Story by Kate Frey
Small houses can contain big surprises. Such is Laurie and Chris Lueck’s modest house in College Place.
From the street, garden activity is evident. A Bermuda grass lawn is slowly yielding to the shovel and being replaced by garden beds and flowers, but it is in the back yard, where Laurie and Chris have been working for three years to renovate the landscape, that it really begins to sing.
From a scruffy lawn and a small, landscaped bed around the house filled with “ugly landscape shrubs, plastic landscape cloth with river rock and weeds on top of it” to a multifaceted yard that has attractive areas for sitting and entertaining, flower beds for pollinators, a small clover lawn, chickens, and extensive vegetables and fruit trees, the small city lot contains a world in itself and is a model for the possibilities and potential richness that many city lots hold.
They bought the house a few years ago and lived there part-time, splitting their time between it and a property on 1½ acres on Vashon Island near Seattle.
When they permanently settled in three years ago, they started “taking things out area by area and repurposing the yard.” To learn how, they “watched YouTube videos, took classes and went on tours with the Blue Mountain Land Trust.”
Laurie says, “There has been a learning curve — determining where areas of sun, heat and cold are,” and relates how they “have changed their minds and moved things.”
They built a small shed for a place to write and painted it deep blue. After completion, its siting determined where planter and raised beds for vegetables and herbs would go. A crisp gravel patio with lounge chairs to catch the morning sun creates a sense of relaxation outside the back door. A fire pit with seating was put next to the garage for chilly evening gatherings.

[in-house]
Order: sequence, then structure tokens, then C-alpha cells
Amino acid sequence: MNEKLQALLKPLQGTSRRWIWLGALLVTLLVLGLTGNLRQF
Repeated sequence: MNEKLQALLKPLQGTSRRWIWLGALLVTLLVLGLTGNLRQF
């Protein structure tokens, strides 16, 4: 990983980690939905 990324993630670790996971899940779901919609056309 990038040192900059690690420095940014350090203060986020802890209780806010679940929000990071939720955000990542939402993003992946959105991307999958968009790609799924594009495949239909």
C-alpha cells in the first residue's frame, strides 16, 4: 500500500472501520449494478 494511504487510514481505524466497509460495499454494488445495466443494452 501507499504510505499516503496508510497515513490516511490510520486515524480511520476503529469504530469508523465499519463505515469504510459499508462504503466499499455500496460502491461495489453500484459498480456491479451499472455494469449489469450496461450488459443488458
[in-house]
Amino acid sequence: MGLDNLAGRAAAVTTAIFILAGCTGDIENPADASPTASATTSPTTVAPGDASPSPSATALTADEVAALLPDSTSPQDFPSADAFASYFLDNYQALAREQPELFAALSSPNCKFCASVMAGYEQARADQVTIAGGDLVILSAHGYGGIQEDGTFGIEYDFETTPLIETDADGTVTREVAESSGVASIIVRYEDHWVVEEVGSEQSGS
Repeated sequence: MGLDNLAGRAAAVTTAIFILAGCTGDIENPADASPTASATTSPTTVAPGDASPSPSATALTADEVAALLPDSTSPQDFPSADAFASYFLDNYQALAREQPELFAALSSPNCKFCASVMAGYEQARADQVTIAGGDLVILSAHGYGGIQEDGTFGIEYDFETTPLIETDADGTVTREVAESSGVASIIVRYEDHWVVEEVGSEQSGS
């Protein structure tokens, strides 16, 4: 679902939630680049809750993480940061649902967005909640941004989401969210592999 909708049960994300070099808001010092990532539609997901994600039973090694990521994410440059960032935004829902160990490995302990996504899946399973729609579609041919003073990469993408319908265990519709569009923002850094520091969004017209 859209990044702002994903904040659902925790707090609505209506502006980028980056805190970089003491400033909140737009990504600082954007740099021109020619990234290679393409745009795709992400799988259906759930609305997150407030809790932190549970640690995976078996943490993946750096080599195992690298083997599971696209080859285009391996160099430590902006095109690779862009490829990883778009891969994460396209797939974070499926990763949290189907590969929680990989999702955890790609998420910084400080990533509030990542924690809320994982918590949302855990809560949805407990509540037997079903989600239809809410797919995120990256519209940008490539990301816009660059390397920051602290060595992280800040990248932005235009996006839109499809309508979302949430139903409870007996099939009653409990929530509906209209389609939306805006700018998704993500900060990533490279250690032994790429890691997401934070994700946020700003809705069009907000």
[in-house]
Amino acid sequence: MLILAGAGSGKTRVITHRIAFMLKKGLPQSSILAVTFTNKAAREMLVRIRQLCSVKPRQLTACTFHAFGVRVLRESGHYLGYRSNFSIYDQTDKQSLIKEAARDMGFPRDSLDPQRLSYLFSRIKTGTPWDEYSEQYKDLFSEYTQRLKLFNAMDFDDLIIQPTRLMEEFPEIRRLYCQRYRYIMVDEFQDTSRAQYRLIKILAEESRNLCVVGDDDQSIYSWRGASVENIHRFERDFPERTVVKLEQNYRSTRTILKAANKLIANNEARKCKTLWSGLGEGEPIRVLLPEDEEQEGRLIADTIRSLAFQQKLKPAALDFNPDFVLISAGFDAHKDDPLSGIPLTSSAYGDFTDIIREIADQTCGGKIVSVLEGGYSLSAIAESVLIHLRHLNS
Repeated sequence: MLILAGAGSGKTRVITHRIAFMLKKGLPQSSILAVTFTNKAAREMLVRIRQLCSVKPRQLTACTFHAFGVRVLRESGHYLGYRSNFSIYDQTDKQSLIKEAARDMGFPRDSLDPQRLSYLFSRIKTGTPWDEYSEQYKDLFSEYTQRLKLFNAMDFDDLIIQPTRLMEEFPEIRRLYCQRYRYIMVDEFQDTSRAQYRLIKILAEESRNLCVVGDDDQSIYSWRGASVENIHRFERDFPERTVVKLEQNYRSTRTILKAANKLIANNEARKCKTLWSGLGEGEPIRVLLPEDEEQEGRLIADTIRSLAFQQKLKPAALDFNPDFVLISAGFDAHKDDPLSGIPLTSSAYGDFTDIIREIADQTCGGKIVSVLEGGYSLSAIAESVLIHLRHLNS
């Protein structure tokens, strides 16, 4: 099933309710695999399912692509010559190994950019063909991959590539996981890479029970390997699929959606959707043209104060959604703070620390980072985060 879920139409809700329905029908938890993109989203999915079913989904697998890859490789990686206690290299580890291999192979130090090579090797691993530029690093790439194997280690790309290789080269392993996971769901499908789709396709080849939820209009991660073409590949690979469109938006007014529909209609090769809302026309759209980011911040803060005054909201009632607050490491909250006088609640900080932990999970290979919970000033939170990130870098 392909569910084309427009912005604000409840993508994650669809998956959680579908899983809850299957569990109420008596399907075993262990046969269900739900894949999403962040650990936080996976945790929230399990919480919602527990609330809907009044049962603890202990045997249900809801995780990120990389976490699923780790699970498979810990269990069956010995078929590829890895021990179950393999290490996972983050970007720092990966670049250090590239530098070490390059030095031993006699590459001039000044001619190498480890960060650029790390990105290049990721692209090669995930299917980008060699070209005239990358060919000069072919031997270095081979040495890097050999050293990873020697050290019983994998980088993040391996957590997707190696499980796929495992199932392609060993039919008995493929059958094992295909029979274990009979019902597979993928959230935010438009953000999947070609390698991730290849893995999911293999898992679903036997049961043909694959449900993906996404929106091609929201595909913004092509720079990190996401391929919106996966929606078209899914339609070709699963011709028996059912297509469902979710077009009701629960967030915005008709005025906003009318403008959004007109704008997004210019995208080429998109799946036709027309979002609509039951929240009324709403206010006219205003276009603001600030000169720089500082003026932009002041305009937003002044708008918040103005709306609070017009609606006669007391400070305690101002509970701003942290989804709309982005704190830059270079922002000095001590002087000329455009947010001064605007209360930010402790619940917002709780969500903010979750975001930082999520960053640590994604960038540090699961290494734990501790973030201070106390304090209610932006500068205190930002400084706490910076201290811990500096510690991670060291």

The alley and fence lines and around the buildings are bursting with a variety of flowering plants for pollinators, cover crops, compost areas, fruit trees, berries, Concord grapes and a small flock of buff Orpington hens vigorously hunting for insects in their enclosure.
Small songbirds and pollinators abound seasonally, and decorative bird baths, feeders and bird houses are hidden in many corners. The yard is a mixture of peace and tranquility, comfort, vibrant life and delicious food. There is something to look at everywhere.
Laurie grew up in Southern California with a 1-acre garden of fruit trees, berries, flowers and herbs regimented in strict rows and has been moving away from this model to gardens that are more naturalistic.
She had a large vegetable garden at the couple’s former home on Vashon Island where they moved from Seattle to have a place to garden with her daughter. She says Chris was so busy working as a professional chef he didn’t have much time to help, and she worked full time, so she could never get it to the standard she wanted.
Now at their house in College Place, the production area is greatly reduced, and Laurie enjoys having a garden small enough to take care of well. She says, still working full time, “This size is just big enough.”
Any extra vegetable or fruit needs are purchased from local farms. They planted favorite apples like espaliered Gravenstien and Macintosh apples, and fruit trees like quince, apricot and plum as well as strawberries, raspberries and asparagus.
Self-seeding sunflowers, bachelor buttons and California poppies delight finches and pollinators. Culinary herbs like rosemary, burnet, horseradish, oregano, mint and fennel are included in many of the beds, as well as colorful flowers like Russian sage, milkweed, yarrow, delphinium, penstemon, hummingbird mint, dianthus and geranium.
Along with a variety of plants, interesting and fun garden structural features like low wattle fences made from the spent stalks of the Maximillian sunflower, a variety of attractive raised DIY troughs for vegetable planters, and a Hugel mound, are found throughout the garden.
Chris is involved in a project to recycle glass wine bottles from wineries and has a glass bottle crusher. He used the cleaned green glass sand as an attractive, decorative element around the fire pit and is looking for more uses for the sand on a larger scale.
Chris and Laurie are hoping to inspire those who walk by. Lori recognizes gardens take time and expense, “but starting with small areas is a place to begin, and seeds are affordable.”
“And I like sitting out in the garden,” she says. “It lowers anxiety and is just relaxing.” Visiting their garden is just that as well as engaging and stimulating, too.